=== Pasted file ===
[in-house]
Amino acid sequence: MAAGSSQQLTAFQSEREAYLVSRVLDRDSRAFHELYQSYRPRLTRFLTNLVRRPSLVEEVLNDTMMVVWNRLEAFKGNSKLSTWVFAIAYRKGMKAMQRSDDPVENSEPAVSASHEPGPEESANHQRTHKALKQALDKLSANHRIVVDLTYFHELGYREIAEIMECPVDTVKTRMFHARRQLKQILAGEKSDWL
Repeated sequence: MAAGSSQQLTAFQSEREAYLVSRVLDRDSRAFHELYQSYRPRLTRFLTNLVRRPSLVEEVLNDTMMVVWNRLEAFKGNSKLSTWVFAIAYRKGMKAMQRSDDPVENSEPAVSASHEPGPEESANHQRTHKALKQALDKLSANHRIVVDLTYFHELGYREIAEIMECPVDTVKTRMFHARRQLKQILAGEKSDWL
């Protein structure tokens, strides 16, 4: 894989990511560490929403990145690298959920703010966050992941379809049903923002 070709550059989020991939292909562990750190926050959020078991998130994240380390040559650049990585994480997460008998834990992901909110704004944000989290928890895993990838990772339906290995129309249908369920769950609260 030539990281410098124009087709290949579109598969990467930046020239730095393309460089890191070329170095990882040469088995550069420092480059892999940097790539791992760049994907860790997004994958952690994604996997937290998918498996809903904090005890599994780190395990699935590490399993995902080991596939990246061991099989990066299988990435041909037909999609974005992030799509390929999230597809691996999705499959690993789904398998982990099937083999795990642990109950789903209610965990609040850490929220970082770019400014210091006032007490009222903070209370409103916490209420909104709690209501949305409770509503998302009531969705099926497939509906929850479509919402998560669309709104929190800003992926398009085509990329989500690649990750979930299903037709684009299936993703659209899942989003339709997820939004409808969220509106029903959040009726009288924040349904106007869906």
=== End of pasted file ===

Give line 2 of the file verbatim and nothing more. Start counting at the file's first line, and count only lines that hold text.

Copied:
Amino acid sequence: MAAGSSQQLTAFQSEREAYLVSRVLDRDSRAFHELYQSYRPRLTRFLTNLVRRPSLVEEVLNDTMMVVWNRLEAFKGNSKLSTWVFAIAYRKGMKAMQRSDDPVENSEPAVSASHEPGPEESANHQRTHKALKQALDKLSANHRIVVDLTYFHELGYREIAEIMECPVDTVKTRMFHARRQLKQILAGEKSDWL